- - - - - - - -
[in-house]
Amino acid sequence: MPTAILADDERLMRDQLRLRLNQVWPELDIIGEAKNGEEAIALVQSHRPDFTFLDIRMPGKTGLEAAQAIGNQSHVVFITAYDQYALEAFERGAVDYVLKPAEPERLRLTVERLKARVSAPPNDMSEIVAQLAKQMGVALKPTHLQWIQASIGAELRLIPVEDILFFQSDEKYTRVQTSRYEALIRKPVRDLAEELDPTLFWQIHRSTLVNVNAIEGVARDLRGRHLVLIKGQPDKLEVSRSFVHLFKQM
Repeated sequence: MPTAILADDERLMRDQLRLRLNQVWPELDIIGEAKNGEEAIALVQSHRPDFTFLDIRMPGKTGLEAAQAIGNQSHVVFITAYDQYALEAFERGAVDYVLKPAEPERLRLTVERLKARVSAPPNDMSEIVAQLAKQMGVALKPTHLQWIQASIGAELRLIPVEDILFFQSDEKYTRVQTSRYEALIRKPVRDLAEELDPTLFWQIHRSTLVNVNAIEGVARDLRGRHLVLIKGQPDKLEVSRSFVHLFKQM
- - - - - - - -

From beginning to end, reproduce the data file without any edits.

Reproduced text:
[in-house]
Amino acid sequence: MPTAILADDERLMRDQLRLRLNQVWPELDIIGEAKNGEEAIALVQSHRPDFTFLDIRMPGKTGLEAAQAIGNQSHVVFITAYDQYALEAFERGAVDYVLKPAEPERLRLTVERLKARVSAPPNDMSEIVAQLAKQMGVALKPTHLQWIQASIGAELRLIPVEDILFFQSDEKYTRVQTSRYEALIRKPVRDLAEELDPTLFWQIHRSTLVNVNAIEGVARDLRGRHLVLIKGQPDKLEVSRSFVHLFKQM
Repeated sequence: MPTAILADDERLMRDQLRLRLNQVWPELDIIGEAKNGEEAIALVQSHRPDFTFLDIRMPGKTGLEAAQAIGNQSHVVFITAYDQYALEAFERGAVDYVLKPAEPERLRLTVERLKARVSAPPNDMSEIVAQLAKQMGVALKPTHLQWIQASIGAELRLIPVEDILFFQSDEKYTRVQTSRYEALIRKPVRDLAEELDPTLFWQIHRSTLVNVNAIEGVARDLRGRHLVLIKGQPDKLEVSRSFVHLFKQM